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Pervasiveness and Robustness of SMA Effectiveness for Stocks

| | Posted in: Technical Trading

Do trading rules based on price relative to intermediate-term and long-term simple moving averages (SMA) outperform a buy-and-hold approach for all kinds of stocks and stock portfolios? In the January 2013 update of his paper entitled “Market Timing with Moving Averages”, Paskalis Glabadanidis examines SMA performance based on monthly returns. He uses an SMA measurement interval of 24 months for most analyses, but includes robustness tests for intervals of 6, 12, 36, 48 and 60 months. He enters (exits) a stock portfolio or individual stock whenever its monthly closing level is above (below) its SMA. When not in stocks, funds earn the contemporaneous 30-day U.S. Treasury bill yield. He applies a trading friction of 0.5% of portfolio value when entering and exiting positions. He focuses on portfolios of U.S. stocks sorted/ranked monthly by nine stock/firm characteristics: market value (size); book-to-market ratio; cash flow-to-price ratio, earnings-to-price ratio, dividend-price ratio, short-term reversal, medium-term momentum, long-term price reversal and industry classification. As robustness tests, he considers individual U.S. stocks and market and characteristic-sorted portfolios of stocks from seven non-U.S. developed countries (Australia, Canada, France, Germany, Italy, Japan and UK). Using monthly returns for value-weighted portfolios sorted by the above characteristics (from the Ken French Data Library) and for 18,397 individual U.S. stocks during 1960 through 2011, and monthly portfolio returns for the seven country markets mostly during 1975 through 2010, he finds that:

  • For U.S. characteristic-sorted portfolios:
    • The 24-month SMA rule dominates a buy-and-hold approach in terms of Sharpe ratio across value-weighted portfolios formed by sorts as described above (see the chart below). The SMA rule consistently generates higher average annualized gross return, lower standard deviation of returns and more positive skewness than buy-and-hold.
    • Because the SMA rules do not trade frequently, breakeven trading frictions are large, roughly in the range 3% to 9% per trade.
    • SMA rule outperformance persists after adjustment for commonly used risk factors (market, size, book-to-market, momentum), with net annual four-factor alphas in the range 3%-7%.
    • There may be material variations in SMA rule performance across deciles for some sorts.
    • Results are generally robust for different SMA measurement intervals up to 36 months. However, in terms of average annualized excess return (relative to buy-and-hold), net performance generally degrades as SMA measurement interval lengthens.
    • Results are robust for two equal subperiods and use of daily rather than monthly data in SMA calculations. Investor sentiment, liquidity, business cycle and market state (bull-bear) affect but do not fully explain rule performance.
    • Results are generally robust to the use of Monte Carlo simulation and bootstrapping in place of time-series returns.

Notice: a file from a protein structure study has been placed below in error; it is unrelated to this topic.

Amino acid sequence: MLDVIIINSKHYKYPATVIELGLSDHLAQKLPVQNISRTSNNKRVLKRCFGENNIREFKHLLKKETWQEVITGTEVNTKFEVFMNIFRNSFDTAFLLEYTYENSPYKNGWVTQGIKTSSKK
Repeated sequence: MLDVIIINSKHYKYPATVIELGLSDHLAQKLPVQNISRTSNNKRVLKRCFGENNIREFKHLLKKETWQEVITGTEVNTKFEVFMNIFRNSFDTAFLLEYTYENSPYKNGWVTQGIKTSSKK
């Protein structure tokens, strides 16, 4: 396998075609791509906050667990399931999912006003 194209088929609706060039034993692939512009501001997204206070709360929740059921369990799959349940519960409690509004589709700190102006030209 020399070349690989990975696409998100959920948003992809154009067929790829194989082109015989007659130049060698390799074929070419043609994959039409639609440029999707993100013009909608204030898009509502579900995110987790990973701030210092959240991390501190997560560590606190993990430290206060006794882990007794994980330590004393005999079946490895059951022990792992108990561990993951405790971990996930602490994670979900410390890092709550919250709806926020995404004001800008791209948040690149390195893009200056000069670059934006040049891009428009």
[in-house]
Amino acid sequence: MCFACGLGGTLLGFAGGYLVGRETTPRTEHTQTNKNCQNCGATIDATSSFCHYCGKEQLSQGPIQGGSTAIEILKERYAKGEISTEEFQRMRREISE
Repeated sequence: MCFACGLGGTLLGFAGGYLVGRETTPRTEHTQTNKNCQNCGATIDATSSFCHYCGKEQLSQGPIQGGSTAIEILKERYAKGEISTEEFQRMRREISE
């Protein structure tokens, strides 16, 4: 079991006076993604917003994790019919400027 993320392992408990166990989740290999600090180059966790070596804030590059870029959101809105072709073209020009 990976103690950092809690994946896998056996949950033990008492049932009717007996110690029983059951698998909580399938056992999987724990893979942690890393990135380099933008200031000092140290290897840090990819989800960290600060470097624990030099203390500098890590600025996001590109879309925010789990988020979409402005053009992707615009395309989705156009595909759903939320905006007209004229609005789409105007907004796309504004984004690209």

• Combining several SMA strategies on a value-weighted or equal-weighted basis further enhances performance.
  • The performance of SMA rules for individual stocks is similar, with increases in gross return and decreases in risk compared to buy-and-hold, and break-even transaction costs for 15,000 stocks between 0.5% and 1.5%.
  • Results are also generally similar for the seven non-U.S. countries, both for market portfolios and for portfolios ranked by book-to-market ratio, earnings yield, dividend yield and cash flow-to-price ratio. SMA rules again increase gross return and decrease risk, with large break-even transaction costs. Outperformance is clearly stronger for (volatile) growth portfolios than for value portfolios.

The following chart, constructed from data in the paper, summarizes the boost in Sharpe ratios relative to a buy-and-hold approach from a 24-month SMA entry/exit rule applied to value-weighted decile portfolios generated by separate sorts of a broad sample of U.S. stocks according to firm size, book-to-market ratio, annual return momentum (with skip-month) and earnings-price ratio over the period 1960 through 2011. Calculations assume one-way trading friction of 0.5% for rule execution. Results suggest that the SMA rule beats buy-and-hold for all kinds of stocks.

In summary, evidence indicates that long-term SMA rules pervasively outperform a buy-and-hold approach for different kinds of stocks and stock portfolios, perhaps due largely to some cyclical aspect of equity markets.

Cautions regarding findings include:

  • While arguably conservative for U.S. stocks over the past two decades (for large investors), the assumed 0.5% trading friction may be too low for much of the sample period, even for the largest capitalization stocks (see “Trading Frictions Over the Long Run”).
  • Results may be sensitive to any delay between signal and execution, which the study apparently assumes to be zero.
  • Testing many rules/sorts on the same or highly correlated data introduces data snooping bias, such that the best (worst) combination likely overstates (understates) reasonable out-of-sample expectations.
  • Findings may not apply to asset classes other than stocks (see, for example, “Use ‘Standard’ SMAs to Identify Gold Market Regimes?”).

For simpler overall U.S. stock market-level analyses, see “10-Month SMA Timing Signals Over the Long Run” and “10-Month SMA Timing Signals Over the Short Run”.

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